Any X308 needs going over with a fine toothed comb these days; I was looking last year and couldn't find any for sensible money that weren't hiding rot, had lacquer peeling off, a collapsing headliner, or just drove like a knackered old dog. I gave up and bought an X350, which seem to be taking the years and miles extremely well.

X300 interior is far nicer, and the wood is much higher quality. Those I6 engines do feel very old fashioned now, but in a good way.

Harveybw

58 posts

36 months

Saturday 8th June
quotequote all
Brilliant cars, I miss my old one.

Stupid quick down a (decent sized) country road if you were pedalling it. Lovely to just cruise in also.

The ivory and black wood interior looked amazing as did the BBS wheels and uprated brakes behind them.

Sadly electrics were a bit erratic and I found the merc gearboxes less than reliable in mine. I’d still have another for Le Mans trips though...

Edited by Harveybw on Saturday 8th June 07:03

LaurasOtherHalf

14,926 posts

138 months

Saturday 8th June
quotequote all
Always fancied one of these as a daily, it’s just never fitted in with my life.

Dare I say it they’re now in that cool zone that young timers can be. Not nerdy enough for the classic crowd, too out of fashion for the council crowd.

Just right.
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Export56

17 posts

30 months

Saturday 8th June
quotequote all
Last good looking car jaguar made, I would still prefer one over the new crap they turn out today. The styling of the modern jags is horrible, look like some bloated hatchback which is not what jaguar is about. They could have a gone along with a bmw 5 or 7 style saloon which would have been much cooler. I dont think they will be around for long, sad but they dont have the investment to keep up.

Helicopter123

5,824 posts

98 months

Saturday 8th June
quotequote all
Good looking car, but surely a financial landmine?

swisstoni

7,691 posts

221 months

Saturday 8th June
quotequote all
Billy_Whizzzz said:
Still more than a whiff of the suburban spiv about these. And the horror of that interior...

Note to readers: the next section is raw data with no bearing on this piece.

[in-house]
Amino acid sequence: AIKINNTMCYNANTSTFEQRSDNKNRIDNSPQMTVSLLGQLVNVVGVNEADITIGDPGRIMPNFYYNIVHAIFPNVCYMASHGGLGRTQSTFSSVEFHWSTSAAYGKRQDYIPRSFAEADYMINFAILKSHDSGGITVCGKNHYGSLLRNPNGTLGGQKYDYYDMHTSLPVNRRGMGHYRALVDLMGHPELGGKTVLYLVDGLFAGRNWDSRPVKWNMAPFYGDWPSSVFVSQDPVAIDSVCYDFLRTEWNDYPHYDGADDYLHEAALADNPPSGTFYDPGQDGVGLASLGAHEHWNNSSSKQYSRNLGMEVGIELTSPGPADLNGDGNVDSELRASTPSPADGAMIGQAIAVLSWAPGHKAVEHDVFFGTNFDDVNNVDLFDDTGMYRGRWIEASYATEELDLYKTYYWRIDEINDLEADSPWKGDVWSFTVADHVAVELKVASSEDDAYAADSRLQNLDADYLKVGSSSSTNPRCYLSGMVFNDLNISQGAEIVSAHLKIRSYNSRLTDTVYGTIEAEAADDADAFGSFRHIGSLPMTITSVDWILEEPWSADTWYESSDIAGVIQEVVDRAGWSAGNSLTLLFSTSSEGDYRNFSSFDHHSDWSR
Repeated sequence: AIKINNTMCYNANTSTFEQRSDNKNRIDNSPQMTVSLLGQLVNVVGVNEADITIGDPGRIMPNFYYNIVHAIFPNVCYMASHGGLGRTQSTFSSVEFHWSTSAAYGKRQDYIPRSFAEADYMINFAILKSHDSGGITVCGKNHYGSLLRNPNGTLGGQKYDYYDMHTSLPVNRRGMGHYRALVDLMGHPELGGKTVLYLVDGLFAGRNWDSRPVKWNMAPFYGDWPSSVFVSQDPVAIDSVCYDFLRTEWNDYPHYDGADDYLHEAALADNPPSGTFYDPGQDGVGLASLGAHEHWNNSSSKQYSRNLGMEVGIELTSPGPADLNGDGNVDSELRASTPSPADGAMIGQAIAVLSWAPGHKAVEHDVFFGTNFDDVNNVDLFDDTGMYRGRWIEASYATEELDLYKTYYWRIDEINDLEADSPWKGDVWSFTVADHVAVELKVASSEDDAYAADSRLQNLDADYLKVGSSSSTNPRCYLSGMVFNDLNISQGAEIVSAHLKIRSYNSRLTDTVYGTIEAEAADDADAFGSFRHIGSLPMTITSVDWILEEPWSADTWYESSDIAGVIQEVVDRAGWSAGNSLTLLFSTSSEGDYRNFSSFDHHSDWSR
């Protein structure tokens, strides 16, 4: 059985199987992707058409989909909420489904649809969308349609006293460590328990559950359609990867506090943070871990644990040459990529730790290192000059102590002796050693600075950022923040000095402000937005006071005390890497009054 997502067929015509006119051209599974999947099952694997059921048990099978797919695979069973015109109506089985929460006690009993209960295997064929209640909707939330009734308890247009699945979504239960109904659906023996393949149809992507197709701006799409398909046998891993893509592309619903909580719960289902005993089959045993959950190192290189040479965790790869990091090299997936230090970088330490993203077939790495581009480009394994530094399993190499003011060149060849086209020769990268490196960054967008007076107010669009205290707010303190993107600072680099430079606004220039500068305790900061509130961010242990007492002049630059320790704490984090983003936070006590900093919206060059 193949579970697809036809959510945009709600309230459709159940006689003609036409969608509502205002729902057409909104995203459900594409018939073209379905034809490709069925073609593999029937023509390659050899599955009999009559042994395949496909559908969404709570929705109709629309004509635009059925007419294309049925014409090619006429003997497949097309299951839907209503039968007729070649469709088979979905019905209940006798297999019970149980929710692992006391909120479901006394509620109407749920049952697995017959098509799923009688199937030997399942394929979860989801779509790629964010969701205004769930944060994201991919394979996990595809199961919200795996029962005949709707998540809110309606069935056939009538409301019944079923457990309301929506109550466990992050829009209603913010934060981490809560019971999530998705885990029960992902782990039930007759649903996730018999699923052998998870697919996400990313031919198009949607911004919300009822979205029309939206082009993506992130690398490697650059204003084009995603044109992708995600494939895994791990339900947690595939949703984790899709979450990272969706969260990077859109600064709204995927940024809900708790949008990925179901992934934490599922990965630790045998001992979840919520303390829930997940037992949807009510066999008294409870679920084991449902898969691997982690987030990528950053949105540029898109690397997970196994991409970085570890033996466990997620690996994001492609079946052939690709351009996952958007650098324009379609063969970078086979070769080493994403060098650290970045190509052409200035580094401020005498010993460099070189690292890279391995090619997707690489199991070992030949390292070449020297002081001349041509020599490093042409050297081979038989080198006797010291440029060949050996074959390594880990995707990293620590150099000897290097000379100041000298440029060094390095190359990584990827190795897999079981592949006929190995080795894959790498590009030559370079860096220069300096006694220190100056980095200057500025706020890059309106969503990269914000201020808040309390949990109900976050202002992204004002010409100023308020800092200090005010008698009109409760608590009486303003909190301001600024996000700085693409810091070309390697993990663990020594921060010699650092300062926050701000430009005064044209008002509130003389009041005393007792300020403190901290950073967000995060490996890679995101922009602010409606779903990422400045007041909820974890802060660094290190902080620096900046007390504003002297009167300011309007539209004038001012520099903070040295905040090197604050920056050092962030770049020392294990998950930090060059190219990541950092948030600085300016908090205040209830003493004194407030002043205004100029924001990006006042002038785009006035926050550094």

Surely at 20 years old these cars are now owned by people who appreciate them.
Any oik will have moved on to fresher Teutonic pastures.

Turkishwaiter

11 posts

65 months

Saturday 8th June
quotequote all
These had never been on my radar until seeing and hearing one in the village, an elderly gent owns it and he's running a seriously loud exhaust on it, sounds absolutely glorious! Hats off to the old dude

Etypephil

203 posts

20 months

Saturday 8th June
quotequote all
For a cheap, fast, reliable saloon , beaten only by the X350.

ess

561 posts

120 months

Saturday 8th June
quotequote all
Helicopter123 said:
Good looking car, but surely a financial landmine?
Not really.
Had mine for 4 years now. Major preventative costs have been upgraded tensioners/chains at £600; water pump/valley pipes; some suspension refresh.
Some new parts difficult to come by now, but plenty of X308s at breakers.

My first V8 supercharged car which can quite quickly catch you out with the turn of speed.
Great for wafty Euro schleps, albeit expensive on fuel.

S

Gratuitous pics smile






CharlieAlphaMike

339 posts

47 months

Saturday 8th June
quotequote all
No brave pill required. Do the normal checks as you would with any car. Make sure it comes with a comprehensive service history. Check the water pump and timing chain tensioners have been changed and check for knocking from the suspension (replacing those CATS shock absorbers is expensive) and you'll be good to go.